The secondary outcomes were any biological (pain, swelling, suppuration, etc.) and/or mecha- nical complications (fracture of the framework and/or the veneering material, screw loosening, etc.) occurring during the entire follow-up period, marginal bone level (MBL) changes, and periodontal parameters.

The distance from the most coronal margin of the implant collar to the most coronal point of bone-to-implant contact was defined as the MBL. The MBL around the implants was evaluated on intra-oral digital radiographs taken with the paralleling technique using a film-holder (Rinn XCP, DENTSPLY, Elgin, Ill., U.S.) at implant placement (baseline) and then annually. The radiographs were accepted or rejected for evaluation based on the visibility of the implant threads. All readable radiographs were displayed in an image analysis program (Scion Image 4.0.2 for Windows, Scion Corporation, Frederick, Md., U.S.) on a 24-in. LCD screen (iMac, Apple, Cupertino, Calif., U.S.) and evaluated under standardized conditions (according to ISO 12646:2004). The software was calibrated for each image using the implant diameter. Measurements of the mesial and distal bone crest level adjacent to each implant were made, with accuracy of 0.01 mm, and averaged at the implant level. Marginal bone remodeling was calculated as the di erence between the reading at the follow-up examination and the baseline value. Three groups were created in order to avoid bias in marginal bone remodeling: all implants, implants placed into postextraction sites and implants placed into healed sites.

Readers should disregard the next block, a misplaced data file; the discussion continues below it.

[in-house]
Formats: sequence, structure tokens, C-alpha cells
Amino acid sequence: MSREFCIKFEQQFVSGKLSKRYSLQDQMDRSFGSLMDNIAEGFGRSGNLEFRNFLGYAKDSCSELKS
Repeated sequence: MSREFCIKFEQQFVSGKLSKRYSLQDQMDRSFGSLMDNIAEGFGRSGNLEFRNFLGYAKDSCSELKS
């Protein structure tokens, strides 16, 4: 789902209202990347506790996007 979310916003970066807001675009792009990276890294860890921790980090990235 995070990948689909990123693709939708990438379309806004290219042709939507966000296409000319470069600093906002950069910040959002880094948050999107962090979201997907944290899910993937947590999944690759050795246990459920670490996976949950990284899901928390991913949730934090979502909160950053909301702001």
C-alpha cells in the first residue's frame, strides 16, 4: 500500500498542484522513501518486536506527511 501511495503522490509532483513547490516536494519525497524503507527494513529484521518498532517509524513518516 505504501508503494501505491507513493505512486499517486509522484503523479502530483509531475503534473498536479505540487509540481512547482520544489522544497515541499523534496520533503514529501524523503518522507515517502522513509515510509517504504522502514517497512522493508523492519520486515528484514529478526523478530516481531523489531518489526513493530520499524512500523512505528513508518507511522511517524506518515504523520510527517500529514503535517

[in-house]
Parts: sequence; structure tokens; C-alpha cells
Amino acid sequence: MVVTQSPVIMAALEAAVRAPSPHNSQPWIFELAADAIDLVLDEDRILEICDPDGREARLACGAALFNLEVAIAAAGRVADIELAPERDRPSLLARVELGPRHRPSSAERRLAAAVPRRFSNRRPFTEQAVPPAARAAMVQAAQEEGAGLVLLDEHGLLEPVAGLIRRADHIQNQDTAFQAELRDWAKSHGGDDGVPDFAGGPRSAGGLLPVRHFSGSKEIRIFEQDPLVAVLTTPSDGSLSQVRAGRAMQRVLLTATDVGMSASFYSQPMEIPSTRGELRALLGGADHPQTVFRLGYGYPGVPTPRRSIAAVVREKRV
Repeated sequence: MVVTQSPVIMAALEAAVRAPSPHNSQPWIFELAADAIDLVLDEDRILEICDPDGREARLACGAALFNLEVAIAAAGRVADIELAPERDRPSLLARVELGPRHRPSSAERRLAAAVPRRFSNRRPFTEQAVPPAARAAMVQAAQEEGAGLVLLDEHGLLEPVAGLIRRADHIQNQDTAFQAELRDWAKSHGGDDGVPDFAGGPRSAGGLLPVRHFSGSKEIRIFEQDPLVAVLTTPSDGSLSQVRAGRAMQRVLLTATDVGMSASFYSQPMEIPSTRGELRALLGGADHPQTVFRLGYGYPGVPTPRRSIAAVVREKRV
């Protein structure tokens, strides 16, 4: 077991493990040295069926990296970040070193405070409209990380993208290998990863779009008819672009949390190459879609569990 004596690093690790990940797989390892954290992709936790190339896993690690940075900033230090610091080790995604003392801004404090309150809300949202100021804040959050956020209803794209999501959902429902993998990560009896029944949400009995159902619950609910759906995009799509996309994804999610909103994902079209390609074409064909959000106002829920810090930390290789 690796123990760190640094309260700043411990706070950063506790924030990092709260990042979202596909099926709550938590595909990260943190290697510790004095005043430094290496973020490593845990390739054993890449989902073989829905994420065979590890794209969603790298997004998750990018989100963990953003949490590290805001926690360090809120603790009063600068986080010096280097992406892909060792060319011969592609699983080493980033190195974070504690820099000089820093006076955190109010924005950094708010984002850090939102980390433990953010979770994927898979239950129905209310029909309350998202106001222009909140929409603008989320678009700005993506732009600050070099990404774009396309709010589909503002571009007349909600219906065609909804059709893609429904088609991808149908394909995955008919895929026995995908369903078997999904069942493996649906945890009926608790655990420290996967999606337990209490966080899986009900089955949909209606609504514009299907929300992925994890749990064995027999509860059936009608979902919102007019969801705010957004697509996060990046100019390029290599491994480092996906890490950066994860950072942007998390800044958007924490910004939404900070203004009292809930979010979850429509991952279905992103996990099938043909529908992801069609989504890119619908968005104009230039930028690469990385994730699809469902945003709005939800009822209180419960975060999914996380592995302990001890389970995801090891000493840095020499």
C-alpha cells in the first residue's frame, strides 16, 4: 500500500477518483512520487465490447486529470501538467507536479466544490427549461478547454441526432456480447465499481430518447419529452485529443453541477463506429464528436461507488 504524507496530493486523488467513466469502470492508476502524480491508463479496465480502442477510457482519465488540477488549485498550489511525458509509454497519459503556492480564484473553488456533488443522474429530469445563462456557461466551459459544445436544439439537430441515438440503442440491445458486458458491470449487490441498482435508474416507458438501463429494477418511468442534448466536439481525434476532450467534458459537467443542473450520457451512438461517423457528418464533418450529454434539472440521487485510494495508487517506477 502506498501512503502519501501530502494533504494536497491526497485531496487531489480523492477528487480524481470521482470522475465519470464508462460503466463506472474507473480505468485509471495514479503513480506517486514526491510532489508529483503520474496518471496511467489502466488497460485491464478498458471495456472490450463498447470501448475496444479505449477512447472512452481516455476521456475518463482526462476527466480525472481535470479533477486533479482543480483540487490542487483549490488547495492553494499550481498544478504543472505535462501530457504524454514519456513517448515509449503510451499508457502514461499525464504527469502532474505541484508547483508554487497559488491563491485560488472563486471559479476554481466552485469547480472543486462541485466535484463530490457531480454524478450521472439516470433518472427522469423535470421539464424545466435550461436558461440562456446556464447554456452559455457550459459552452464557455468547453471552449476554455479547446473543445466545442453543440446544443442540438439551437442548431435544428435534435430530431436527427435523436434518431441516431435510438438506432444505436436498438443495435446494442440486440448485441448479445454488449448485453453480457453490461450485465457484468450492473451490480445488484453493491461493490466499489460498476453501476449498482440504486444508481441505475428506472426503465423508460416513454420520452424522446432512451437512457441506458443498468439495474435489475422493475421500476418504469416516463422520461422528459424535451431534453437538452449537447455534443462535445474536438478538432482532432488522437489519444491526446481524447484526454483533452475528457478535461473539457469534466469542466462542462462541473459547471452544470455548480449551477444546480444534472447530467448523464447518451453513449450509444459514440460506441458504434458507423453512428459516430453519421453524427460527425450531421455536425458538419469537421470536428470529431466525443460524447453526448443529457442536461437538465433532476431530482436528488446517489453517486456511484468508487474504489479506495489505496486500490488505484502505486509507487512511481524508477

Periodontal parameters around the implants were assessed at the last follow-up examination. The sulcus bleeding index was assessed using a plastic periodontal probe (Plast-o-Probe, DENT-SPLY Maillefer, Ballaigues, Switzerland) at four sites around each implant (mesial, distal, buccal and lingual), according to the Mombelli Index,26Mombelli A, Lang NP. The diagnosis and treatment of peri-implantitis. → Periodontol 2000. 1998 Jun;17:63–76. and was reported at the implant level. The plaque score was recorded using a plastic periodontal probe (Plast-o-Probe) and defined as the presence of plaque (yes/no) on the abutment– restoration complex. The gingival index was defined as follows: 0 = normal gingiva; 1 = mild inflammation, slight change in color, slight edema, and no bleeding on probing; 2 = moderate inflammation, redness, edema, glazing, and bleeding on probing; and 3 = severe inflammation, marked redness and edema, ulceration and tendency to spontaneous bleeding.

Implant and prosthetic survival and success rates were evaluated by an independent dentist (EP). Complications were assessed and treated by a nonblinded treating clinician (GP). The marginal bone remodeling was evaluated by an independent radiologist. An independent blinded dental hygienist who was not involved in the study performed all of the periodontal measurements.

Statistical analysis